An important challenge is how to adapt the way the algorithms use the data processed to give the best possible experience to the user of the solution or to someone that will take information from the processing. In the previous Sections we showed that despite considerable effort being devoted to this problem several challenges remain to make sensors and actuators work together in ambient environments. Two features are important for new technologies to be accepted and used long-term: they have to provide useful and verified information and be relatively simple to install, understand and maintain.

In the examples that have been cited as applications above, smart environments (smart homes, smart city, smart manufactories) or smart health, these two points are crucial for the technology not to be abandoned. For well-being or health, devices are reputed to be abandoned quickly [23] as people are at the beginning motivated by the information that is brought, but this information is insufficient to motivate the use for a long time. For instance, if an activity tracking device is not able to detect the amount of activity that you do because the threshold defining it does not fit your use, it will have no use (for instance, an incorrect threshold for walk detection on the combination IMU/changes of heartrate in fitness applications). That is why such a device will “learn” in the first few days how the person behaves. Another example is for distress. The goal of several researches on that topic is for instance to build systems that will be able to monitor the activity of an elderly person at home to detect changes in his behavior and infer some possible health-related problems that should need warning the family or the medical staff or to detect distress situations such as fall. Analyzing the activity to detect changes of behavior (for instance in repartition of walk/stand/sit/lie down) needs having learnt the ones of the person in a first place, but also to be able to detect what is a change. For instance, for devices measuring heart rate and activity, does an episode of fever, that will increase the heart rate, have to be considered as relevant for the adaptation of the thresholds of detections of anomalies in the values? Incremental learning algorithms can allow to create models that will evolve with time, but an important question is when to adapt the model and when to warn? This very important question is the basis of all that kind of distress/health monitoring because we must not launch too much alarm, but we also must absolutely not miss an event.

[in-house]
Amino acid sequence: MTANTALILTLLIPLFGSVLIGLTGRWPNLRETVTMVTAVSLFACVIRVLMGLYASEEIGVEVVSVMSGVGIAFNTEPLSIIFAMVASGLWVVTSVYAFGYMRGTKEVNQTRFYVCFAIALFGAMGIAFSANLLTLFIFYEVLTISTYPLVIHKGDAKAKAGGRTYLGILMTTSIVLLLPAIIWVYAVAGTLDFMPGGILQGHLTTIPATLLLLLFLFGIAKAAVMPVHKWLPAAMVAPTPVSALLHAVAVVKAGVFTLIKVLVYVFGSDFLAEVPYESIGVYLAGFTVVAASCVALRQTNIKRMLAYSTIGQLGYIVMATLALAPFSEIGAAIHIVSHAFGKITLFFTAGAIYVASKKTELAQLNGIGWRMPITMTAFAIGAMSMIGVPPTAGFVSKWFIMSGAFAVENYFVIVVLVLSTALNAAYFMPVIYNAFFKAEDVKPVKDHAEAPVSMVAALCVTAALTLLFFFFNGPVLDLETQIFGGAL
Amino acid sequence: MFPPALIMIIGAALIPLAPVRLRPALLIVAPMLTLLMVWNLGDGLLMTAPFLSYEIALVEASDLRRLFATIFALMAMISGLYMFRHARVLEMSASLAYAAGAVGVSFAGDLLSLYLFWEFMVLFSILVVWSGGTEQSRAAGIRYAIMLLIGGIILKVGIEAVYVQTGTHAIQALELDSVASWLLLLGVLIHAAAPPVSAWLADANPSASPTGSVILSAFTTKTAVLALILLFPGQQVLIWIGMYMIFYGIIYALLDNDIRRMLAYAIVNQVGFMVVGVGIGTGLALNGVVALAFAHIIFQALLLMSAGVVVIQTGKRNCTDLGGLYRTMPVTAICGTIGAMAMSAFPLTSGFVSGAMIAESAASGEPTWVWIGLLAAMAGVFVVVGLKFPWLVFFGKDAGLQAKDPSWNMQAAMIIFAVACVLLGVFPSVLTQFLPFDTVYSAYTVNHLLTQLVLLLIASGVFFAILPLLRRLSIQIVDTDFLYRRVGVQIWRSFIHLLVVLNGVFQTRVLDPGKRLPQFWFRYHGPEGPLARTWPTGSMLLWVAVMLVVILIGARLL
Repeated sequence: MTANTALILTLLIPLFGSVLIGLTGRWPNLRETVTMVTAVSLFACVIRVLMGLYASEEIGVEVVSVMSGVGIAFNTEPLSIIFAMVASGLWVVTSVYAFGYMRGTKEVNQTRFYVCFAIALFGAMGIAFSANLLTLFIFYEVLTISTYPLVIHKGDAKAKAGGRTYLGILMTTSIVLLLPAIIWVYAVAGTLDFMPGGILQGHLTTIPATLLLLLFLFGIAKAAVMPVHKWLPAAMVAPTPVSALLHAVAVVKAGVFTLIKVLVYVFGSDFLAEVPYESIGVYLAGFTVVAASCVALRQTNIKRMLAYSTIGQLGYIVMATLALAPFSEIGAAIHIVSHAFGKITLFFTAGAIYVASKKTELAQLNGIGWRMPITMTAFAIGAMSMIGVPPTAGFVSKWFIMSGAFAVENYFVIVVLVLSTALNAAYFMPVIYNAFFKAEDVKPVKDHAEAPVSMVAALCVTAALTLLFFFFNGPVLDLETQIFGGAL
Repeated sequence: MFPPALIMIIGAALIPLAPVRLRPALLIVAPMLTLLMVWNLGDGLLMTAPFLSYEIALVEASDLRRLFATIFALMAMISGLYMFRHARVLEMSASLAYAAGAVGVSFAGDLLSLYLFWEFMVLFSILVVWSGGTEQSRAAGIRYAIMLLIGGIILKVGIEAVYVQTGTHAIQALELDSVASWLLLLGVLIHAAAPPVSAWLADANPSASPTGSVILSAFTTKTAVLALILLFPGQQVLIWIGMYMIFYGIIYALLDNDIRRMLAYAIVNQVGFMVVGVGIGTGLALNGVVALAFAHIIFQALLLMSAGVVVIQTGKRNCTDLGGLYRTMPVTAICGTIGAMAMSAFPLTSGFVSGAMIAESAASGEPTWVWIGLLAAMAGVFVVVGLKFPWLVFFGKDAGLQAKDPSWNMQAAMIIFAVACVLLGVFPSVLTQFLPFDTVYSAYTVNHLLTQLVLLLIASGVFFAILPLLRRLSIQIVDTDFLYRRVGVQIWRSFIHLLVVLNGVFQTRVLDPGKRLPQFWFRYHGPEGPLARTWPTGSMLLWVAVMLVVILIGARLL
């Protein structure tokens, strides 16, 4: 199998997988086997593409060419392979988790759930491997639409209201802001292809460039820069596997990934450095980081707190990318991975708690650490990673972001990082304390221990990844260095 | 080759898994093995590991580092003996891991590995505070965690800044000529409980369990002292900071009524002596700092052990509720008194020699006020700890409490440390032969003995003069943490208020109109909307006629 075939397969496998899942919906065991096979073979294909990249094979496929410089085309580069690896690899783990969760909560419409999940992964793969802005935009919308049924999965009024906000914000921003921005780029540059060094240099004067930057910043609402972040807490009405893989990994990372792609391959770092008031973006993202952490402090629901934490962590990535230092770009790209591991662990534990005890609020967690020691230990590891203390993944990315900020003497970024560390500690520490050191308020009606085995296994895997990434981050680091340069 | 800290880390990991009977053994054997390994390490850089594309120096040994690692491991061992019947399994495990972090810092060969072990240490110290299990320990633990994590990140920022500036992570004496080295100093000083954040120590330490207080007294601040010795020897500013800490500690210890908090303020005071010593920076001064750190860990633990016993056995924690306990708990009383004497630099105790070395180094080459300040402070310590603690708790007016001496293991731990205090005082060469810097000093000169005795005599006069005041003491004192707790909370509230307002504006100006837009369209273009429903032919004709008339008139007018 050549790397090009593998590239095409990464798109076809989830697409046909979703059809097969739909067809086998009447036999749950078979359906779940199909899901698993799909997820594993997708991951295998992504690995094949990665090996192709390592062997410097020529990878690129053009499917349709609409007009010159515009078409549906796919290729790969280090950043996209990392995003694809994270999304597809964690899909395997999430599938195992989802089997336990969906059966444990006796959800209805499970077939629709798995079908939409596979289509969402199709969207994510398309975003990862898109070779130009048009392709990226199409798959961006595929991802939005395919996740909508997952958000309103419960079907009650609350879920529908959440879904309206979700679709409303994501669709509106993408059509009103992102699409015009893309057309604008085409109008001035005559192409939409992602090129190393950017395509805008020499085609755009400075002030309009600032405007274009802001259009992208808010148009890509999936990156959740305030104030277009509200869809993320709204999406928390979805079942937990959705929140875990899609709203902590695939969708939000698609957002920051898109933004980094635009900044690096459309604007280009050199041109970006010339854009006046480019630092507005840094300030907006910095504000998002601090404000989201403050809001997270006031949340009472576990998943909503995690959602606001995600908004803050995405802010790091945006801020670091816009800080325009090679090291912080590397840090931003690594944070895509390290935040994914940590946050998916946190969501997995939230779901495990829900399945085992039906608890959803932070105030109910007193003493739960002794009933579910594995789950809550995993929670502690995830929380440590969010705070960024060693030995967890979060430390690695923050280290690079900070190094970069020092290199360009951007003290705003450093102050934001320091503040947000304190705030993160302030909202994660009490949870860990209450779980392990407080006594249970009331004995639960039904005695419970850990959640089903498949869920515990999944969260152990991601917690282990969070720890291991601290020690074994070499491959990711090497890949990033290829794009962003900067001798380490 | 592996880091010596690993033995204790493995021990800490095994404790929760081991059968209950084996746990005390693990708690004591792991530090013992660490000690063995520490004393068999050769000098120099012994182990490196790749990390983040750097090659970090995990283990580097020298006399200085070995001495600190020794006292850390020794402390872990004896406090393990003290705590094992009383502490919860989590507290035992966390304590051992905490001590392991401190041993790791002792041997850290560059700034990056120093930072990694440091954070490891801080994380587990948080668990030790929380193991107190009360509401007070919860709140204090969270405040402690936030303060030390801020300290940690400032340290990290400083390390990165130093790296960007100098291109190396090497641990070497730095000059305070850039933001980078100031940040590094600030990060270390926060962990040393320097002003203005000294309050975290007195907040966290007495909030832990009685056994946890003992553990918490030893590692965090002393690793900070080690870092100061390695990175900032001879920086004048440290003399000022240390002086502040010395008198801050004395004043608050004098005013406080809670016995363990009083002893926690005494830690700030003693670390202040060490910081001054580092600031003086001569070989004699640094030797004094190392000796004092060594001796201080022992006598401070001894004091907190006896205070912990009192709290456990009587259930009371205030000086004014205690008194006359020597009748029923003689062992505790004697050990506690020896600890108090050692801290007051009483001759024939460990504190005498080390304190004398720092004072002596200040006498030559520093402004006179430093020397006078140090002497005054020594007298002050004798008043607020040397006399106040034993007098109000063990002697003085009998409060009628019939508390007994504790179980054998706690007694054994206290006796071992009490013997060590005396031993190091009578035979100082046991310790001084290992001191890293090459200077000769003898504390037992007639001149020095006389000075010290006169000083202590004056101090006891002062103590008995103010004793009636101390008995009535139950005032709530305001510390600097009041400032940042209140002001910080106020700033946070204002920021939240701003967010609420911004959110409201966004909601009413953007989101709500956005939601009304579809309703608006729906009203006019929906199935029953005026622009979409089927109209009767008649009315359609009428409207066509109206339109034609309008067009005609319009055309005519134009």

The second important property is their relative simplicity to use, install and maintain a new technology. Installation and maintenance is primarily a technological and design problem. But for the easiness of use, the algorithms embedded will have a role to play. An important topic that we can discuss to ease user experience is the adaptation of the environment behavior to the user, so that it will not disturb his way of living. Some research projects are going through this problem (e.g. [48,49,76]), are on-going and are in their early stages. The idea is to use system traces and what are called implicit and explicit feedbacks from the user to adapt continuously the behavior of the system. These feedbacks are either a comment that the user does to the system saying that he does not like the action that has been done or are actions of the user that are in contradiction with the behavior of the system. Analyzing the way a person lives within the smart environment to detect such discrepancies in the data is still very costly but important for the experience of the user and the usability of the systems. If we want smart environments and ambient assisted living be more and more used and disseminated, these systems have to be simple and adapted to the person, not the contrary.

6.2.3.Entity identification and virtualization